Vol. 8, No. 5
May 2016

Zika testing begins in the Hygienic Lab

On Dec. 28, The New York Times first reported an outbreak of the Zika virus in Brazil and its seeming connection to microcephaly in babies. The Centers for Disease Control began issuing warnings shortly thereafter, and, as of May 25, reported 591 travel-related cases in the United States. No locally acquired vector-borne cases have been reported in the U.S.

Photo of zika testing.Clinical lab technical specialist Kris Eveland prepares samples for Zika testing.

Zika is transmitted primarily by Aedes aegypti mosquitos and possibly by Aedes albopictus. Geographical threats currently range from Zika’s tropical and subtropical origins into North and South America. In addition to transmission from mother to fetus, the CDC reports Zika can be transmitted by males to their sexual partners.

Within weeks of the first public announcement of the outbreak, the State Hygienic Laboratory and the Iowa Department of Public Health (IDPH) were preparing for the worst.

Kris Eveland, clinical lab technical specialist in the Disease Control Division, was designated as coordinator of the Hygienic Lab’s Zika laboratory efforts. Specimens were approved for testing on a case by case basis by state epidemiologists at IDPH and then sent to the laboratory and prepped for shipment to CDC, the first lab in the country to perform the Zika testing.

Eveland worked with IDPH to determine which specimens would be processed by the laboratory before shipping them to CDC. His work also included sample receiving and logging and reporting CDC’s results to local clinics and state epidemiologists. He also created a database that recorded all approved testing, specimens received and epidemiological data not maintained in the lab’s information system.

Lab staff were aware of the possible magnitude of the outbreak from the beginning. “It became clear as early as February that the CDC would be putting forth their tests to the U.S. Food and Drug Administration (FDA) for EUA (Emergency Use Authorization),” Eveland said. An EUA allows the use of unapproved tests in a public health emergency.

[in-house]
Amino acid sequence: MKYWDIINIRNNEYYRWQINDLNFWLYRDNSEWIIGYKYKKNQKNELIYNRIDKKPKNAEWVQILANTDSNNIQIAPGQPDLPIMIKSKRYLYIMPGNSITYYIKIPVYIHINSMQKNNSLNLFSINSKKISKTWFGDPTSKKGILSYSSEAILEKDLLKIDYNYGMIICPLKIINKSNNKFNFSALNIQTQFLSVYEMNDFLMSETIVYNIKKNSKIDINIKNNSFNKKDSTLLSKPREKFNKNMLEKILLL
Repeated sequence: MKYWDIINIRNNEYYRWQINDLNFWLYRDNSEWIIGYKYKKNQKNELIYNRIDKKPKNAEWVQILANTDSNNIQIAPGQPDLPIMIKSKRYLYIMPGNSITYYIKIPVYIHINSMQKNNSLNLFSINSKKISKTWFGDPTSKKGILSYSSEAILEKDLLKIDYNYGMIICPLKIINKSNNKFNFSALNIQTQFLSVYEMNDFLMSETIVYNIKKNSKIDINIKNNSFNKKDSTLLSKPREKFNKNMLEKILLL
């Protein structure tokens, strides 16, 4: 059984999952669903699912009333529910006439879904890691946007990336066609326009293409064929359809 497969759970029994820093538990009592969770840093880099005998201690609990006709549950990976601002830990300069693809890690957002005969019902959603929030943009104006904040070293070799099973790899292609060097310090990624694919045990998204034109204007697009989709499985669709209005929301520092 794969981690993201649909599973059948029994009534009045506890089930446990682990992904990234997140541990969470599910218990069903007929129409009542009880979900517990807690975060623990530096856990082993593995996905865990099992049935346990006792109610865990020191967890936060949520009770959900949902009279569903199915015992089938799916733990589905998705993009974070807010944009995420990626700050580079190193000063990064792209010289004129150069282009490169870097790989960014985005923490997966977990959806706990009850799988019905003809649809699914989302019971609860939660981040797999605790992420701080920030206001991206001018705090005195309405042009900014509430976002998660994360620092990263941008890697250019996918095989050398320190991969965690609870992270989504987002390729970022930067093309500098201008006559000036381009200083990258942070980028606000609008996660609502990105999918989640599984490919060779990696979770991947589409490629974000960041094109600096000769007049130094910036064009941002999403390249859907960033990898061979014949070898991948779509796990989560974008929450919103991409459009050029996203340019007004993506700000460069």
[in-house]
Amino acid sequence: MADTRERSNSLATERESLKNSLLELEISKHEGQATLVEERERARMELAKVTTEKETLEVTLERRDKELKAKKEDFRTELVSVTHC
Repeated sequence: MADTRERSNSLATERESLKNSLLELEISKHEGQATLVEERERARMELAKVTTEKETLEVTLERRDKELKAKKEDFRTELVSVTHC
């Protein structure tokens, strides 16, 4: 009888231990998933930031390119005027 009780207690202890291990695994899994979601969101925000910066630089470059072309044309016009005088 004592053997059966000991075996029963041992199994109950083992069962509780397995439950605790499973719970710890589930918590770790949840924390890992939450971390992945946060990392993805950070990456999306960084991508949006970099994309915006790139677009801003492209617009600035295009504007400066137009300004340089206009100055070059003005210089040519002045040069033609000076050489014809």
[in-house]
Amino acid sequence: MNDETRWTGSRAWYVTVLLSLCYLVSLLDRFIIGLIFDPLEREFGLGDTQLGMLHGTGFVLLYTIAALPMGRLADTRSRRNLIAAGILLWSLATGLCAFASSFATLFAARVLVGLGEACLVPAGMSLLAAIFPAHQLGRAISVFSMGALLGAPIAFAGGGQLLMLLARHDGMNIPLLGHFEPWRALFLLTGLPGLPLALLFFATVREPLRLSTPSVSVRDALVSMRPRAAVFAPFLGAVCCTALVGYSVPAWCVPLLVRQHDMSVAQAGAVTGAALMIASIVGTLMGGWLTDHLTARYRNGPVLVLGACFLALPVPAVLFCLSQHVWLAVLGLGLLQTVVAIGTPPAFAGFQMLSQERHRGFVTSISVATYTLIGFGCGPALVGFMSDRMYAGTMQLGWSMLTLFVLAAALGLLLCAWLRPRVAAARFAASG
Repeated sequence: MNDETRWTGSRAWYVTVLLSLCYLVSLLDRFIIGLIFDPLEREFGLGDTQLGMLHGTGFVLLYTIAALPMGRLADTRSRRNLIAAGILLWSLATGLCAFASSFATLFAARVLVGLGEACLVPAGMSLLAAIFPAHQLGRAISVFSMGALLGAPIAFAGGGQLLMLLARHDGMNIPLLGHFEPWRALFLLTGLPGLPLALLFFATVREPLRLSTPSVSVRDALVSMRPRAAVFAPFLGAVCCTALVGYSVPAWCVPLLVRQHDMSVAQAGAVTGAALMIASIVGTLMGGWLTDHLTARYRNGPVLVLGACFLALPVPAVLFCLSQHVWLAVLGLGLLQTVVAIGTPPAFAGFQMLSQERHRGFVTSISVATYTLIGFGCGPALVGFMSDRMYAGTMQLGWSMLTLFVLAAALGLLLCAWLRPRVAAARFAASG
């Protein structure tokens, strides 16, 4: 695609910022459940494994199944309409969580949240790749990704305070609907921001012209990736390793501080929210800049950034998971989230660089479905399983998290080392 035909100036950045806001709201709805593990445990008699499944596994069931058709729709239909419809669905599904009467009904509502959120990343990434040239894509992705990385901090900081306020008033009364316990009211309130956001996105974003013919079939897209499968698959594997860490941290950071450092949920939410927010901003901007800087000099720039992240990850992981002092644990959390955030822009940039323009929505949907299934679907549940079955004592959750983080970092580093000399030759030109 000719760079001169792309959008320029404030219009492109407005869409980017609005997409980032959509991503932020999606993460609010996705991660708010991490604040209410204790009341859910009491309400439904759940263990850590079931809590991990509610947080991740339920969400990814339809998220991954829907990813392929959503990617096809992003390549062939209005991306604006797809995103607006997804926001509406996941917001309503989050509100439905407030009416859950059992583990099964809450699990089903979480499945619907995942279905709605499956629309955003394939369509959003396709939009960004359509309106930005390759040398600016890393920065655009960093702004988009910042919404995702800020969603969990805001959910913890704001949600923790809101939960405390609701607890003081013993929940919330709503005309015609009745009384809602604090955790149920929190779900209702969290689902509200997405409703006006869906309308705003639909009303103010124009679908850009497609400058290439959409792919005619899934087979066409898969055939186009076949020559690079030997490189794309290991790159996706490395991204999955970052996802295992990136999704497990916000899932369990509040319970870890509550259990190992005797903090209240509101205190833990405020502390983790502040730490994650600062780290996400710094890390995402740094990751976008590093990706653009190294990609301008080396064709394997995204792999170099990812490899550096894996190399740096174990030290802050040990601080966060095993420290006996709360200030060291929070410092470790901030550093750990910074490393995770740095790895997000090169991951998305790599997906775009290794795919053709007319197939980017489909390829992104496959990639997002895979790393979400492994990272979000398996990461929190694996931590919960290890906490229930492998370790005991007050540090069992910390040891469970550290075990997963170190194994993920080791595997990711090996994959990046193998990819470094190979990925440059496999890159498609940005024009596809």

“For a while though, it was just a waiting game to see what test(s) would be issued as an EUA and what they would involve,” Eveland said. “We had to get all the materials in-house for testing, and then pass a proficiency panel that was provided by the CDC for each of the two types of tests we’re doing.”

On April 27, the Hygienic Laboratory began Zika testing for all suspected cases in Iowa using the Trioplex Real-time RT-PCR assay and the Zika MAC-ELISA assay. The trioplex assay detects the presence of nucleic acid from three different Flaviviruses (Zika virus, Dengue virus, and Chikungunya virus) because individuals infected by any of these viruses can have similar symptoms.

The Zika MAC-ELISA assay detects the presence of Zika antibodies in a patient’s serum. If a patient has a positive Zika MAC-ELISA result, additional confirmatory testing must be performed by the CDC. Eveland follows the EUA testing algorithm to determine which tests will be performed on specimens received at SHL.

As of May 19, the laboratory has processed and/or tested nearly 200 specimens. At this time, we have six confirmed Zika virus positives, one presumptive positive pending confirmation and 161 negatives. Additionally, we have two Dengue virus positives, but no Chikungunya positives. All identified cases have been associated with travel to countries or territories reporting active mosquito transmission of Zika virus.

Public health laboratory work often is a collaborative process with internal staff and external partners, as it is in Zika response.

“It has been a true group effort,” Eveland says, “with lots of people chipping in to make this process go smoothly.”